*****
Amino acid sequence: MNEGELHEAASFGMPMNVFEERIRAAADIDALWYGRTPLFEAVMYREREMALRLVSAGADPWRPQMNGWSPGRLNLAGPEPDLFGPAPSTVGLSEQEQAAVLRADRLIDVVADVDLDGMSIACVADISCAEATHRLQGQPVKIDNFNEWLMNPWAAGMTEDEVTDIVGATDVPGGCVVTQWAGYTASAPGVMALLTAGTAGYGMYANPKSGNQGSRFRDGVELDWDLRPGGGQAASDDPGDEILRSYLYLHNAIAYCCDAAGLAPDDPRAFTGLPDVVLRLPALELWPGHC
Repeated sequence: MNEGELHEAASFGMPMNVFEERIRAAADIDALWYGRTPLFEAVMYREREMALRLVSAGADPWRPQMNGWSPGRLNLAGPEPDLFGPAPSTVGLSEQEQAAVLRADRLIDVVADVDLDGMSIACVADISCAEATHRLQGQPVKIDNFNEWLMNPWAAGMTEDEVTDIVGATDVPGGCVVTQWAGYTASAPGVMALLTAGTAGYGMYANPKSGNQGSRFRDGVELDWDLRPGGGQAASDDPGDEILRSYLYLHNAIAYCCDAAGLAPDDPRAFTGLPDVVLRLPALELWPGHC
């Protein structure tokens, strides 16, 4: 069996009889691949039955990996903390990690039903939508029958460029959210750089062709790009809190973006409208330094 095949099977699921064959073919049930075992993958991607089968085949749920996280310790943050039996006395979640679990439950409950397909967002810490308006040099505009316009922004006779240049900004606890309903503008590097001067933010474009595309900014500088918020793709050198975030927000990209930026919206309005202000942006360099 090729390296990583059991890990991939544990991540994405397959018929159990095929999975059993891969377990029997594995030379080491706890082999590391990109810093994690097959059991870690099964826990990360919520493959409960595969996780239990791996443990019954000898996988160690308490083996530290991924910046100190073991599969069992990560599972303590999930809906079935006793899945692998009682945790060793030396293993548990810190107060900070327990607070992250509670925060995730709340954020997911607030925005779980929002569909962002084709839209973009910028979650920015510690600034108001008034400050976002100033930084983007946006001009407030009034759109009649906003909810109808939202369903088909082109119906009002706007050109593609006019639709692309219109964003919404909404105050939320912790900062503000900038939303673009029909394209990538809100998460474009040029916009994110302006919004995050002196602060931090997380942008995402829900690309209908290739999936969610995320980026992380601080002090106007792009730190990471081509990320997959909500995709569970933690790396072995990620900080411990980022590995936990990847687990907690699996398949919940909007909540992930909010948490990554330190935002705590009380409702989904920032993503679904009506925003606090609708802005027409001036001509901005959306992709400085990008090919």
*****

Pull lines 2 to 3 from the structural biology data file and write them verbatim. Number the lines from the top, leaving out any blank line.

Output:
Repeated sequence: MNEGELHEAASFGMPMNVFEERIRAAADIDALWYGRTPLFEAVMYREREMALRLVSAGADPWRPQMNGWSPGRLNLAGPEPDLFGPAPSTVGLSEQEQAAVLRADRLIDVVADVDLDGMSIACVADISCAEATHRLQGQPVKIDNFNEWLMNPWAAGMTEDEVTDIVGATDVPGGCVVTQWAGYTASAPGVMALLTAGTAGYGMYANPKSGNQGSRFRDGVELDWDLRPGGGQAASDDPGDEILRSYLYLHNAIAYCCDAAGLAPDDPRAFTGLPDVVLRLPALELWPGHC
């Protein structure tokens, strides 16, 4: 069996009889691949039955990996903390990690039903939508029958460029959210750089062709790009809190973006409208330094 095949099977699921064959073919049930075992993958991607089968085949749920996280310790943050039996006395979640679990439950409950397909967002810490308006040099505009316009922004006779240049900004606890309903503008590097001067933010474009595309900014500088918020793709050198975030927000990209930026919206309005202000942006360099 090729390296990583059991890990991939544990991540994405397959018929159990095929999975059993891969377990029997594995030379080491706890082999590391990109810093994690097959059991870690099964826990990360919520493959409960595969996780239990791996443990019954000898996988160690308490083996530290991924910046100190073991599969069992990560599972303590999930809906079935006793899945692998009682945790060793030396293993548990810190107060900070327990607070992250509670925060995730709340954020997911607030925005779980929002569909962002084709839209973009910028979650920015510690600034108001008034400050976002100033930084983007946006001009407030009034759109009649906003909810109808939202369903088909082109119906009002706007050109593609006019639709692309219109964003919404909404105050939320912790900062503000900038939303673009029909394209990538809100998460474009040029916009994110302006919004995050002196602060931090997380942008995402829900690309209908290739999936969610995320980026992380601080002090106007792009730190990471081509990320997959909500995709569970933690790396072995990620900080411990980022590995936990990847687990907690699996398949919940909007909540992930909010948490990554330190935002705590009380409702989904920032993503679904009506925003606090609708802005027409001036001509901005959306992709400085990008090919």